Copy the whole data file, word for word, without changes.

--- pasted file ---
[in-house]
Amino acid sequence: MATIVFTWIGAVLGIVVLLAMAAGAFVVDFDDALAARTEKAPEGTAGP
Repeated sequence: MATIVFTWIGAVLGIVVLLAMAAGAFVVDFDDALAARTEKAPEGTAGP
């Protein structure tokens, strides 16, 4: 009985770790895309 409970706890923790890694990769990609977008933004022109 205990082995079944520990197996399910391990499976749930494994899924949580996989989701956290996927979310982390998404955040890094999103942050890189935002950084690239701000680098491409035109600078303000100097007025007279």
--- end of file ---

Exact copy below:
[in-house]
Amino acid sequence: MATIVFTWIGAVLGIVVLLAMAAGAFVVDFDDALAARTEKAPEGTAGP
Repeated sequence: MATIVFTWIGAVLGIVVLLAMAAGAFVVDFDDALAARTEKAPEGTAGP
């Protein structure tokens, strides 16, 4: 009985770790895309 409970706890923790890694990769990609977008933004022109 205990082995079944520990197996399910391990499976749930494994899924949580996989989701956290996927979310982390998404955040890094999103942050890189935002950084690239701000680098491409035109600078303000100097007025007279």